“If you only quantify one thing, quantify the cost of delay” – Don Reinertsen
The cost of delay is what a delay in the realization of value costs an organization in terms of lost revenue, lost opportunity, increased risks, customer respect, and so on.
Intuitively, we know that delays in delivery have a cost to the organization; but what is that cost and how do we measure it? Just because something is late does not mean it does not have value; however, the degree to which that delay reduces value may not be clear. First, you need to know where you are going.
First, You Need Some Targets
In order to assess the cost of a delay of something, you first need to have a way to measure its value. This will vary based on the product or project. Perhaps customer retention is the goal. Or it might be market expansion. In any case, you need to start with some definition of the economic impact that the product or project is supposed to achieve.
Be as precise as possible. Ambiguity leads to confusion and inertia. Ambiguity also makes it hard to assess whether adjustments need to be made. If the goal is “Generate more business”, then almost anything is sufficient.
Ambiguity makes it difficult to decompose the product or service into smaller pieces, each with their own value and each having line of sight back to the larger vision. This helps you develop plans for smaller, separate releases of value which helps you start to get value faster.
Shorter, more frequent releases are critical to success.
- Earlier realization of value. If you can realize value earlier, so much the better. For example, a new mobile application might attract the attention of early adopters, even if it lacks all the planned capabilities at the time of its first release.
- Decisions about whether to continue. In the best case, smaller, more frequent releases arrive more quickly at the point of sufficiency. Perhaps, after re-consideration, the new mobile application does not need all of the planned features, at which point you may want to cancel or postpone further work. In the worst case, if the project or product looks as though it cannot achieve its target, then you can pull the plug that much earlier.
- Adjustment. Innovation is a learning process. Releasing frequently creates more real-world feedback loops, arming developers with the data needed to challenge their hypotheses and compel important adjustments.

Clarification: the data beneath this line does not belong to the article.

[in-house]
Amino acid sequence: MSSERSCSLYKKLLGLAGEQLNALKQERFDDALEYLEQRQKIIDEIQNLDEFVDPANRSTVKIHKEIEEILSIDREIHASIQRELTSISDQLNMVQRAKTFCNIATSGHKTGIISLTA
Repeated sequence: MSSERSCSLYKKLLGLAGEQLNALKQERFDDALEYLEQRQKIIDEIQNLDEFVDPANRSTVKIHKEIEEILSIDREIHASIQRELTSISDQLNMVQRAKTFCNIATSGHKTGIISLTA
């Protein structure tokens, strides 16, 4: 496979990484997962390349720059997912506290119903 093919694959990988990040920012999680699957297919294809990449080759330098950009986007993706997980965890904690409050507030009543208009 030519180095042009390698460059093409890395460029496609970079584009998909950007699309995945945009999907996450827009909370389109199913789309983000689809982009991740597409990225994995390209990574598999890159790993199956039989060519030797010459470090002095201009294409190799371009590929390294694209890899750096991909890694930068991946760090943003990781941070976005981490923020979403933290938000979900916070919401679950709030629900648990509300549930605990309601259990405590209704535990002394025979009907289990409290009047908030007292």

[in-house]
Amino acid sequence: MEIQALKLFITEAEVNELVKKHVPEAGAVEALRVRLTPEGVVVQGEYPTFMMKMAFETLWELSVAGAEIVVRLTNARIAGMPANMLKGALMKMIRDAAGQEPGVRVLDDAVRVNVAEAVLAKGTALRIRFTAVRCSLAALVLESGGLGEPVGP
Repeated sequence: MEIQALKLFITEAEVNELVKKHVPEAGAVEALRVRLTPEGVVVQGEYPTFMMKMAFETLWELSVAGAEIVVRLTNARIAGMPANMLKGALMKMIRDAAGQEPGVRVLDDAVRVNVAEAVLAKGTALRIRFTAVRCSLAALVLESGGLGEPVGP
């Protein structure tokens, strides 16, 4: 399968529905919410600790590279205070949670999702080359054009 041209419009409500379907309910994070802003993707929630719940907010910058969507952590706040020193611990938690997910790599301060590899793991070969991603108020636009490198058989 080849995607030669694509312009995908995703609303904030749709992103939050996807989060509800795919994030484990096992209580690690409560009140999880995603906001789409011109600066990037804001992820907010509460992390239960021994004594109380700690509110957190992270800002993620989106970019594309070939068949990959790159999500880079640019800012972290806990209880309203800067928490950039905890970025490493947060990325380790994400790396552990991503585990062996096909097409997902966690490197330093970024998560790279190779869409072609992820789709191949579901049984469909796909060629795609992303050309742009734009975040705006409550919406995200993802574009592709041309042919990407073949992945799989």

But having shorter, more frequent releases requires that we know the expected value of each of these smaller releases. For example, the goal for the first release of the mobile app might be, “Reduce customer support calls by 5%,” which is a small piece of the overall goal for the app which might be “Reduce customer support calls by 50%.” If the initial release fails to meet the 5% goal, or exceeds it substantially, you have a firmer basis for making adjustments than if no clear goal existed for that release.
Now, You Can Assess Cost of Delay
This short article will not discuss the precise calculations for cost of delay. It is enough to say for now that the cost of delay is something that you can calculate. If you expect the number of customer support calls to diminish by 5% after the first release of the mobile app, you can assess the cost to the organization, day by day, of not releasing the app when planned. This cost of delay presents people in the value stream with a clear economic imperative that should be guiding their actions, instead of a less compelling commitment to a project management outcome.
Knowing the cost of delay of the shorter releases lets you assess alternatives for value realization across products or projects. While some may realize value very early, others may need more time to produce substantial value. You can adapt your develop strategies accordingly. For example, one team might work very hard to meet the first two releases, while another team is focused more about later releases.
Cost of delay is an important metric because it focuses attention on the right question: when and how are we realizing value from our efforts? It can lead to a smarter release strategy, using many shorter releases instead of one expensive (and risky) big release.